Author : Pratnashree Basu

Expert Speak Energy News Monitor
Published on Mar 09, 2023
New Delhi and Seoul are two key players in the Indo-Pacific in terms of their respective maritime geographies, geopolitical capabilities, and foreign policy orientations.
Why Seoul and New Delhi should leverage the G20 momentum for advancing collaboration in the Indo-Pacific In the global rush towards the Indo-Pacific and the focus that is accorded to ‘major powers’, while referring briefly, policy debates and literature have often discounted the significance of Seoul. But as the United States and China enter increasingly murkier waters, South Korea will play an important part in Northeast Asia’s maritime geography. President Yoon Suk-Yeol’s key foreign policy thrust as soon as his administration came to office was to announce that South Korea will be transformed into a “global pivotal state” and a "new maritime power." Within less than a year, he has signalled this intent on political, diplomatic, economic, and infrastructural fronts and has initiated structural and operational changes aimed at stimulating the country’s maritime industry and expanding the scope of its maritime diplomacy. With the launch of Seoul’s Indo-Pacific strategy, what is clear is its intention of engaging with and participating meaningfully in the region. For India, which is already regarded as a reliable and willing partner in the Indo-Pacific, this presents a strong opportunity to expand the horizons of bilateral engagement. New Delhi and Seoul are two key players in the Indo-Pacific in terms of their respective maritime geographies, geopolitical capabilities, and foreign policy orientations.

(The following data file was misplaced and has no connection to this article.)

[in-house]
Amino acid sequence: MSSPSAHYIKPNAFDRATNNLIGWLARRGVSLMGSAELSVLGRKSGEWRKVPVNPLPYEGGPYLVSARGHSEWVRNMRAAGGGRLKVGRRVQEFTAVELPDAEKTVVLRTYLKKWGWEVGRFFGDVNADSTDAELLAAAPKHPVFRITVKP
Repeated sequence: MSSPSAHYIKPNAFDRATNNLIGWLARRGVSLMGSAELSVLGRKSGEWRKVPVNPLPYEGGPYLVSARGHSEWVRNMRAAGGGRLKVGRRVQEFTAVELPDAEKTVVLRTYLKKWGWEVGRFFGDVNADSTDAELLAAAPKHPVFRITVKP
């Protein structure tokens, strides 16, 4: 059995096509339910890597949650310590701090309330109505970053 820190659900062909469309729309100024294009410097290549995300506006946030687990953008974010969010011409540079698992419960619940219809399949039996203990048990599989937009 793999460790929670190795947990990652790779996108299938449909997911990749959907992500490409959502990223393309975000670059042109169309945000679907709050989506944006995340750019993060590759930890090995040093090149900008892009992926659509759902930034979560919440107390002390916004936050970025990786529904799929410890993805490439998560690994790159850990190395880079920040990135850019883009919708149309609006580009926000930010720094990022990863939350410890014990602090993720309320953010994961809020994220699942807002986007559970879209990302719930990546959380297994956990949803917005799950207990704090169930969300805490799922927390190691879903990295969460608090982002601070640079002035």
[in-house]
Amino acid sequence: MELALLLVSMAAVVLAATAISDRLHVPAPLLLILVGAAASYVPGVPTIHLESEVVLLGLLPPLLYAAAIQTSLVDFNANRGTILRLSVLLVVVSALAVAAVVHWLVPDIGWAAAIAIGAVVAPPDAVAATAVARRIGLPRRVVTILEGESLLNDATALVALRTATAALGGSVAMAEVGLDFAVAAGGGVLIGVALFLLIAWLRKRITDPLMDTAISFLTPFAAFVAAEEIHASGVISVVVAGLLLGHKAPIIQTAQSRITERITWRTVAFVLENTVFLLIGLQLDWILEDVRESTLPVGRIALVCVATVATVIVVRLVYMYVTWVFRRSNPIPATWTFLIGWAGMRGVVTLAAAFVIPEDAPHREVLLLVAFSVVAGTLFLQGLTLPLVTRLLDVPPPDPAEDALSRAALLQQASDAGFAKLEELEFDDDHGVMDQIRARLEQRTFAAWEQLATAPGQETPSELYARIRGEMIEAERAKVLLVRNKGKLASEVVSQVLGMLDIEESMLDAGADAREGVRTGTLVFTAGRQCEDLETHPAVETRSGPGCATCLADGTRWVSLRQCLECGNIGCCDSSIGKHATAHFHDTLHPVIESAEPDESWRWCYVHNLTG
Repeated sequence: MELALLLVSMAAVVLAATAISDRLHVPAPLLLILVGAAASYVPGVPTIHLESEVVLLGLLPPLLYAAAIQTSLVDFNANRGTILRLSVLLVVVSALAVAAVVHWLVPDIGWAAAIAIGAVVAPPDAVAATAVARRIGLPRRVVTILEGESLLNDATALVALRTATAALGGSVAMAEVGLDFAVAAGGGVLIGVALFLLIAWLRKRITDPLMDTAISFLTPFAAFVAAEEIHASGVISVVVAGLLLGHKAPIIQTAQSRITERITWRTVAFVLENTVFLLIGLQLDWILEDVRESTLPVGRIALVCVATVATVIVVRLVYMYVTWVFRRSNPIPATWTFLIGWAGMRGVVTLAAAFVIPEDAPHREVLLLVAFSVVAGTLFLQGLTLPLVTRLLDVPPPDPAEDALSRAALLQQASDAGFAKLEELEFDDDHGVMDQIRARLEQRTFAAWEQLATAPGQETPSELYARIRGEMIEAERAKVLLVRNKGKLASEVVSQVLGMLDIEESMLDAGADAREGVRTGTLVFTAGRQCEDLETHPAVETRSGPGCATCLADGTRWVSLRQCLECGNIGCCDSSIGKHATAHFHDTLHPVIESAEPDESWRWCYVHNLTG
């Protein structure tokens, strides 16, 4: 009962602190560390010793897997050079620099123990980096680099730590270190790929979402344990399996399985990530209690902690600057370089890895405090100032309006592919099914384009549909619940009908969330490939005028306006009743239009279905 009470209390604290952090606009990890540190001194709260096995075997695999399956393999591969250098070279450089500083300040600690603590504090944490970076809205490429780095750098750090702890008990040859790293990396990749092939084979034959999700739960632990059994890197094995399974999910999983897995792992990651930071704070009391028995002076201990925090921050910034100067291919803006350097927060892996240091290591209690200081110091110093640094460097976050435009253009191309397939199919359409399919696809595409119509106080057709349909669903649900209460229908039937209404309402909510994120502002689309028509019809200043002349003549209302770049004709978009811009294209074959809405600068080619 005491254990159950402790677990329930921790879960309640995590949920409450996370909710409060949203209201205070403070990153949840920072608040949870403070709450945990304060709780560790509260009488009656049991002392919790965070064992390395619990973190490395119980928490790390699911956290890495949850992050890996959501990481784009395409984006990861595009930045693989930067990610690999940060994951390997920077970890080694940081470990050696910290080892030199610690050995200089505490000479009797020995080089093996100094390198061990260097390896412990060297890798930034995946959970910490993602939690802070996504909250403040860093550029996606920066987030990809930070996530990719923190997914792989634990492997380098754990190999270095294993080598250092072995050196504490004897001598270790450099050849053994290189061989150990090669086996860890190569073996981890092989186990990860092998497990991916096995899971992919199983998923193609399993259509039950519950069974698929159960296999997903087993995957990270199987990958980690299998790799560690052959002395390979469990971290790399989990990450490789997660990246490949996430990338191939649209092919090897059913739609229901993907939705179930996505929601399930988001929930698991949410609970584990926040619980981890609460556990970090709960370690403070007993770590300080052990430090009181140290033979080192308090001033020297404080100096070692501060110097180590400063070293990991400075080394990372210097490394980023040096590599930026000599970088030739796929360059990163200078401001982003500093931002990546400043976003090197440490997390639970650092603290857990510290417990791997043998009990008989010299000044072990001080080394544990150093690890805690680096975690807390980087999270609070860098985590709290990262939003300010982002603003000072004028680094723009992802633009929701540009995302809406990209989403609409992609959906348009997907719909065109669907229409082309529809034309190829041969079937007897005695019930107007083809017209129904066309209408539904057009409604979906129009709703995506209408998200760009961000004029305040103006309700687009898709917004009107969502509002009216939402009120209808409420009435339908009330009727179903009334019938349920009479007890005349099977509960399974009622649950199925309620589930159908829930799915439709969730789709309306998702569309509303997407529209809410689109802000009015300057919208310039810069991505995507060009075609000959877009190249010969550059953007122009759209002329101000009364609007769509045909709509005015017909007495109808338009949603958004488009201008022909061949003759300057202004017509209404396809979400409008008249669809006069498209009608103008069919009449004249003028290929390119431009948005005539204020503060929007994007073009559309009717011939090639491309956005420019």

With the launch of Seoul’s Indo-Pacific strategy, what is clear is its intention of engaging with and participating meaningfully in the region.